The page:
What is REM sleep?

Rapid-eye movement sleep, or REM sleep, has captured the fascination of scientists studying sleep as well as dreams.

This unique cycle in our sleep architecture has a form and function distinct among the other “nonREM” stages of sleep.

We cycle through all the stages of sleep in a progression from the beginning (stage 1 nonREM) to the end (REM sleep) several times over the course of the night (see the chart below).

Adults spend between 20 and 25 percent of the night in REM sleep, while infants spend nearly half their sleep time in this stage.

In fact, it was while measuring the eye patterns of sleeping infants that REM sleep was first discovered.


What is stage REM sleep?

Rapid-eye movement sleep is distinguished from nonREM sleep in a number of ways.

The first REM sleep stage takes place around 90 minutes following sleep onset.

Each stage of REM encountered in the early evening is shorter in length, as the first third of the night is mostly spent in stages 2 and 3 (nonREM).

In the second and final thirds of the night, REM repeats in longer and longer sequences.

Why is stage REM sleep different from nonREM sleep?

The stage REM sleep cycle’s obvious distinguishing factor is its notorious eye movements. These can occur either as constant (tonic) patterns or intermittently (as phasic patterns). Researchers believe these eye movements correspond to internal visual imagery attached to dreams occurring during stage REM sleep, especially during brain wave spikes that occur in areas of the brain also involved in vision.

REM sleep, because of  its highly active nature, has been nicknamed “paradoxical sleep.”

Dreams are theorized to play a big part in the drive to achieve REM. We spend more than 2 hours each night dreaming, though scientists still haven’t unraveled the mystery as to why.  

REM sleep stimulates learning and consolidation of memory as opposed to the healing and restorative functions that take place at the cellular level during deep nonREM sleep.

REM sleep and sleep disorders

Alterations in the mechanisms that signal REM sleep may lead to problems with sleep.

REM  behavior disorder

When the brain shifts from nonREM sleep to REM, 
a process takes place which shuts down signals to the muscular system, leading to an intentional, temporary paralysis.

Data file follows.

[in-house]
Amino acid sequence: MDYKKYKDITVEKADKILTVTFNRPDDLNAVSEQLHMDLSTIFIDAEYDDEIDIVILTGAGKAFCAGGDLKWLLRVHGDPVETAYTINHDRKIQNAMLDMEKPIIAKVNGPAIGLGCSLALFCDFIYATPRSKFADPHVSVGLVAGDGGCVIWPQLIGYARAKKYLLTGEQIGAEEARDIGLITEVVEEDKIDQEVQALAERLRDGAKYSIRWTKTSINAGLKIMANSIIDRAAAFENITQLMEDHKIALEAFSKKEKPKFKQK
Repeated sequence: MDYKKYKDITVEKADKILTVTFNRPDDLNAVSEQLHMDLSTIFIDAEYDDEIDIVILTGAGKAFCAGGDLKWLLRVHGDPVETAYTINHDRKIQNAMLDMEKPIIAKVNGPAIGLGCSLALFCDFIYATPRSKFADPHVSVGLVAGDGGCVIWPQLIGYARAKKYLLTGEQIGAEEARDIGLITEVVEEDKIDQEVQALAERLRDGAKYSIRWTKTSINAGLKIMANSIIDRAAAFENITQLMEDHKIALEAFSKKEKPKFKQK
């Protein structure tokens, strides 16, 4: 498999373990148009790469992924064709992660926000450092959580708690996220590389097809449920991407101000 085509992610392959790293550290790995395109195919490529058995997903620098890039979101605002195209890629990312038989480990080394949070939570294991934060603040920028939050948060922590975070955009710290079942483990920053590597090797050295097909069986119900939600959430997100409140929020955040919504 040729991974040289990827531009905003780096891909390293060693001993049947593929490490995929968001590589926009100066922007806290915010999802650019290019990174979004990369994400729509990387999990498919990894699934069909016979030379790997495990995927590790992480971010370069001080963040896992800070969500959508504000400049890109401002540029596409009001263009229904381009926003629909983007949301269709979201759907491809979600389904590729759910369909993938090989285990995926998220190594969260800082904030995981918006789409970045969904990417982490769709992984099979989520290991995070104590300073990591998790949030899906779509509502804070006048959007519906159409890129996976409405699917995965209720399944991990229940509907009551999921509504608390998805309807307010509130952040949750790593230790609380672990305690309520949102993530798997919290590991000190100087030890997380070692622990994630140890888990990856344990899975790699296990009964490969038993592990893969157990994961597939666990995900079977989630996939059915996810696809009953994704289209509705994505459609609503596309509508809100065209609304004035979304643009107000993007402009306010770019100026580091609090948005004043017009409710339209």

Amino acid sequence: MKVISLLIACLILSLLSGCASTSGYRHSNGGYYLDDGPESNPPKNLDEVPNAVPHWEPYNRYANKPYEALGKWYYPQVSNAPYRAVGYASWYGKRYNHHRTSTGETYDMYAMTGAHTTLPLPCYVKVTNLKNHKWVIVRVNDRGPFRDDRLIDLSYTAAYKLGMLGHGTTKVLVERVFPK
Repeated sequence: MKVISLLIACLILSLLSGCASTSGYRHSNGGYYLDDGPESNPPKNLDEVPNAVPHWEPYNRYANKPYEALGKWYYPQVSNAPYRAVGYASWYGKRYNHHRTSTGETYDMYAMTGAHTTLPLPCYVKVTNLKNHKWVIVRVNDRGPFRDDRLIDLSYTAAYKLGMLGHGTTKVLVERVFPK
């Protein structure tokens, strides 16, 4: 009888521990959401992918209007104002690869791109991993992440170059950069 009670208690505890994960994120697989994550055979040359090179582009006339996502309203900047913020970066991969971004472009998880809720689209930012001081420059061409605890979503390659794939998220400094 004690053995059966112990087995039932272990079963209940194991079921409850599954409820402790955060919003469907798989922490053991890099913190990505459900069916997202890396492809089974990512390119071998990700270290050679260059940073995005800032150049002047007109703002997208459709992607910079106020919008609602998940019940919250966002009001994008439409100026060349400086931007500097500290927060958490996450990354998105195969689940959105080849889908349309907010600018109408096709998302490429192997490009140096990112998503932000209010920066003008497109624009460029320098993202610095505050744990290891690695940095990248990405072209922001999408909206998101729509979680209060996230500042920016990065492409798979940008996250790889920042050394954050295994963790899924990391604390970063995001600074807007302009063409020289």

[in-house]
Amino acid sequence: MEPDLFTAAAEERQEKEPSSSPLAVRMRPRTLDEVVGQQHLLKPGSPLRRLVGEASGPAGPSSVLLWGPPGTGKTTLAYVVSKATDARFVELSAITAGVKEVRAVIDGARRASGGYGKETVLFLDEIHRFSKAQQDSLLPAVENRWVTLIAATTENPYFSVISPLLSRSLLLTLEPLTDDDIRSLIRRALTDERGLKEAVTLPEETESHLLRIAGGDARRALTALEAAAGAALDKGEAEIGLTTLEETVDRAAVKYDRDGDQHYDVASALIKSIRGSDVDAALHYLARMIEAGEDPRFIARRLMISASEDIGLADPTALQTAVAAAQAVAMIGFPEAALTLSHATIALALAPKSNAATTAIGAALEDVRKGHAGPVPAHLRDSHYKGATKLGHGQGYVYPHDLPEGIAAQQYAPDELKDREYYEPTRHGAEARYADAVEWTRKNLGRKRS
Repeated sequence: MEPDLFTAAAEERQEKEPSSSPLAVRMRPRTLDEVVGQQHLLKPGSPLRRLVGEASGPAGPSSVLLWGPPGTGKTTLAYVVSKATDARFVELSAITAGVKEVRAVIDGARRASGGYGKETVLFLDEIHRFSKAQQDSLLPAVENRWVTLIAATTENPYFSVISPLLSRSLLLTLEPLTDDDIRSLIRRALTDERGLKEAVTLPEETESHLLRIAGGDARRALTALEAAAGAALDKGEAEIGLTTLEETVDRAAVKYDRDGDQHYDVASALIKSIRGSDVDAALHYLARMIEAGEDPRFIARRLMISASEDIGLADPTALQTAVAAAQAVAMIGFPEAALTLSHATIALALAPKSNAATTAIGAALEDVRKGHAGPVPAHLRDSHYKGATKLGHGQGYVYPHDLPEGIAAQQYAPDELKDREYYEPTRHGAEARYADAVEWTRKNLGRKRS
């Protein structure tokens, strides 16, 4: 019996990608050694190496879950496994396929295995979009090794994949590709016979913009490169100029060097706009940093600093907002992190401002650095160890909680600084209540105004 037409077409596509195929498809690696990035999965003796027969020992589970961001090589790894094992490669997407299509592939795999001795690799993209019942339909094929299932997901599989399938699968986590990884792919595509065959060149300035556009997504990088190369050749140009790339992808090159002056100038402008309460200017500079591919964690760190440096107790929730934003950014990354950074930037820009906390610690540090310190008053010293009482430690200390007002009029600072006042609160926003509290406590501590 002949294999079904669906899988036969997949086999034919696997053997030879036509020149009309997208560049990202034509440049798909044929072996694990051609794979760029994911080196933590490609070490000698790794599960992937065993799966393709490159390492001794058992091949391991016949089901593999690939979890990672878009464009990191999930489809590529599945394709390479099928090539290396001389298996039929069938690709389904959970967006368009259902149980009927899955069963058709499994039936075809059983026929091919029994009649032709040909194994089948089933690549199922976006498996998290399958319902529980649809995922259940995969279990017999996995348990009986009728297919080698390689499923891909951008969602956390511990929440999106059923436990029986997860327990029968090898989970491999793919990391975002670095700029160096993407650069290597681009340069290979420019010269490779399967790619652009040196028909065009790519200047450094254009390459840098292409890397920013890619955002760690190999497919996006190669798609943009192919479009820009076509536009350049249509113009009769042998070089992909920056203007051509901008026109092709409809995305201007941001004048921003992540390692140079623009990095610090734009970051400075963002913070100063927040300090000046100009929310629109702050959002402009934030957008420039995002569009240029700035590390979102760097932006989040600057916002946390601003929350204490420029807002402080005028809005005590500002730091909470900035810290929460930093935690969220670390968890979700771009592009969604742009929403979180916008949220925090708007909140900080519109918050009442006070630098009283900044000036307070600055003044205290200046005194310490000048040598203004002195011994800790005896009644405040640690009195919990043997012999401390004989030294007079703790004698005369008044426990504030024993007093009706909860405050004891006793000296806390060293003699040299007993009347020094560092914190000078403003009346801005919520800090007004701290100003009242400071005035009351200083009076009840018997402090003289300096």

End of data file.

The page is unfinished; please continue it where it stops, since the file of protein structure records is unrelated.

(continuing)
However, if the brain fails to block these signals to the muscles, people may physically “act out” dreams in a rare, dangerous sleep condition called REM behavior disorder (RBD).

The biographical film, Sleepwalk With Me, featuring comic Mike Birbiglia, details his real-life struggle with RBD and demonstrates what could happen if it’s left untreated.


The key symptoms of narcolepsy—cataplexy, hallucinations, sleep paralysis, and excessive daytime sleepiness—are considered by some sleep researchers to be features of REM sleep which occur during periods of wakefulness.

People with narcolepsy also experience disruptive sleep at night. They may not take 90 minutes to launch into REM sleep; rather, they often achieve it in less than 10 minutes after falling asleep, in episodes called sleep onset REM periods (SOREMPs). 

Sleep deprivation

Any time a person does not achieve adequate sleep, they risk losing out on adequate REM sleep. When the brain does not get enough REM sleep, it begins to lose its ability to process and consolidate memory, and cognitive functions during daytime can suffer.

REM rebound

If a person is sleep deprived (for whatever reason), then given the right conditions and opportunity to sleep fully, they might experience what is called REM rebound. REM rebound effect occurs when the brain, during nonREM sleep, launches quickly to REM stage sleep to make up for lost REM.

While making up for lost REM is a good thing, the physiological changes that REM sets into motion may be problematic for some. For instance, a person with hypertension will have an elevated blood pressure for longer periods during REM rebound.

What suppresses REM sleep?

Getting enough REM sleep is a healthy goal, but sometimes there are barriers to this critical part of the sleep architecture:

Sleep disorders: Insomnia, circadian rhythm disorders, or sleep apnea all have the potential to cause sleep to become fragmented all night long. This can prevent healthy periods of REM from taking place.

Medical conditions: Any symptom of a medical condition that can disrupt sleep—such as pain from arthritis, blood sugar imbalances from diabetes, or breathing problems from asthma—can fragment sleep architecture and suppress the REM cycle.

Drugs: Antidepressants are known to suppress REM sleep. People who use tobacco, marijuana, or alcohol can also expect to be shortchanged quality REM sleep, as well as the deeper stage 3 nonREM sleep they need, which is restorative and healing.

What happens if I don’t get enough REM sleep?

A lack of REM sleep can lead to a host of daytime problems.

Sleep researchers continue to puzzle over the relationship between REM and nonREM stages of sleep, but what they do know is this: we need REM sleep to be fully functional human beings, and our brains, when deprived of adequate rapid-eye movement sleep, will do whatever’s needed to reclaim it at any given opportunity.




American Sleep Association
Healthy Sleep (Harvard)
How Sleep Works
National Sleep Foundation
The Promise of Sleep by William C. Dement MD PhD

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